But to get additional paid leave, as much as 40 hours more, workers would have to show proof that they or a family member has tested positive. This provision is apparently to address concerns from the California Chamber about possible fraud by employees. Employers must pay for and provide the test. If a worker refuses to take a test or show a positive test result, no additional sick leave will be granted.
Under current health guidelines, anyone who tests positive should quarantine for five days, regardless of vaccination status. While the proposal was put together during the omicron surge, the number of daily cases is now declining, below 38,000.
The leave will be retroactive to any time off starting Jan. 1. Employers can require workers to provide documentation of a positive test during that time period.
Employees will be compensated at their regular pay rates, a maximum of $511 a day, or $5,110 total.
But making only employees at larger businesses eligible leaves out three in 10 workers, the budget center says.
What do businesses get?
Last year, they were reimbursed for the supplemental paid leave with a federal tax credit, which is no longer available.
This time, businesses will have to absorb the costs, but they will be helped by restoring tax credits for research and development and net operating losses, through tax relief for recipients of federal relief grants for restaurants and shuttered venues and additional funding for more small business grants. The assistance totals $6.1 billion.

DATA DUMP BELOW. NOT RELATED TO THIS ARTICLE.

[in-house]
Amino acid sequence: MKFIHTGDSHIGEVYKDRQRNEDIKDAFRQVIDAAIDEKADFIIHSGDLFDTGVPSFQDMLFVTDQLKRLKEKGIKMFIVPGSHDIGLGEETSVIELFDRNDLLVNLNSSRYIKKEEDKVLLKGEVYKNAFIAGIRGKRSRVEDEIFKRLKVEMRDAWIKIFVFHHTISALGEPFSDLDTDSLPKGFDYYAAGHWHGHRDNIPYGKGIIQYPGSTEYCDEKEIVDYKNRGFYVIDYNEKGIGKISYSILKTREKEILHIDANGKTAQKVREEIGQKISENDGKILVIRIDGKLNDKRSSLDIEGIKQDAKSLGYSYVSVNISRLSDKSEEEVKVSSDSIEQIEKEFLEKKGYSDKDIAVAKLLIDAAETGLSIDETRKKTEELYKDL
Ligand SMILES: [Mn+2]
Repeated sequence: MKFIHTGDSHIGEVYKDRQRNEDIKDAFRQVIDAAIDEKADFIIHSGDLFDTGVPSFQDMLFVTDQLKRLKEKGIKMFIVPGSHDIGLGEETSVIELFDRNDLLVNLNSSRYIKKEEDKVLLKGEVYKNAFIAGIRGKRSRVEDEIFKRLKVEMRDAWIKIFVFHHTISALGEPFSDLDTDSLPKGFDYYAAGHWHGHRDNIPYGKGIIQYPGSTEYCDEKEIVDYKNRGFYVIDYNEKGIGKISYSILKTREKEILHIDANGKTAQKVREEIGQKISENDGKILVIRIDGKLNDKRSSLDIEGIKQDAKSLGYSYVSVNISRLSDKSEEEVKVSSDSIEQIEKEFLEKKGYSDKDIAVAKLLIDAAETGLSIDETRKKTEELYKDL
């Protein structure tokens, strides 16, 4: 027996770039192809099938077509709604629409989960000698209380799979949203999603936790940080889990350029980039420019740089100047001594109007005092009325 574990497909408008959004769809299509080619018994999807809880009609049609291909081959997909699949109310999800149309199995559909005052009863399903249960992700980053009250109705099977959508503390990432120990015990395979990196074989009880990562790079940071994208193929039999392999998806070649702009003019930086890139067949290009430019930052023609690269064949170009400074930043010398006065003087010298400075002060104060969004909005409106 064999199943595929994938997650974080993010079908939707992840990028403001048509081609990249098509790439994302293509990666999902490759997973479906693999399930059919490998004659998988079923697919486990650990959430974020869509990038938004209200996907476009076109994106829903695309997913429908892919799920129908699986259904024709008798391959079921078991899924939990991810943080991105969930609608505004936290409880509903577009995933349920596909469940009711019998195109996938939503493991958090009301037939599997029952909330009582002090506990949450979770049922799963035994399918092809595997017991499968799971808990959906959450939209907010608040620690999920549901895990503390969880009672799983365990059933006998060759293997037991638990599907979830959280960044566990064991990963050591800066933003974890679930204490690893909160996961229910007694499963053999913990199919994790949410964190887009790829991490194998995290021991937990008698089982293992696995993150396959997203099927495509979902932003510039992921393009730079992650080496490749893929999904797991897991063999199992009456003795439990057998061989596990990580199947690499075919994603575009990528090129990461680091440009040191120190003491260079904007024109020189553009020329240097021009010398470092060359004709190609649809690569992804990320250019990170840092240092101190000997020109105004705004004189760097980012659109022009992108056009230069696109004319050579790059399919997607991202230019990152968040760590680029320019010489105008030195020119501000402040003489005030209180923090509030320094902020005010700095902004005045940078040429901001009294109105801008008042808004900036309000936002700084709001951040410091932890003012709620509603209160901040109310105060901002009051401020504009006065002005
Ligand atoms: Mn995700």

Asked if the agreement includes enough aid for small businesses, Newsom replied: “If it’s not, we’re going to do more.”
The Cal Chamber said the bill also ensures that the rate of pay matches existing sick leave and makes reporting wage statements simpler.
Chamber President and CEO Jennifer Barrera had said any new sick leave mandate should be limited in duration, have “reasonable parameters” and shouldn’t overly burden businesses.
She said Feb. 2 that the latest proposal is a “balanced approach to protect both workers and our economy.”
“Based on concerns and input from Cal Chamber, the Governor’s office considerably improved their original proposal to make reinstatement of the leave far more affordable and manageable,” Barrera said in a statement. “While we understand this additional leave will be shouldered by many employers, the proposal is more limited in scope and duration than what was originally discussed. We appreciate productive discussions with the Governor’s office, Legislature, and advocates for labor.”
The California Retailers Association, however, still has concerns. Steve McCarthy, its vice president of public policy and regulatory affairs, said that employees who are exposed to COVID on the job are already eligible for pay under Cal/OSHA rules. “This measure acts as an additional layer of leave on top of what employers are already required to provide and will apply whether the employee contracted the virus at work or not.”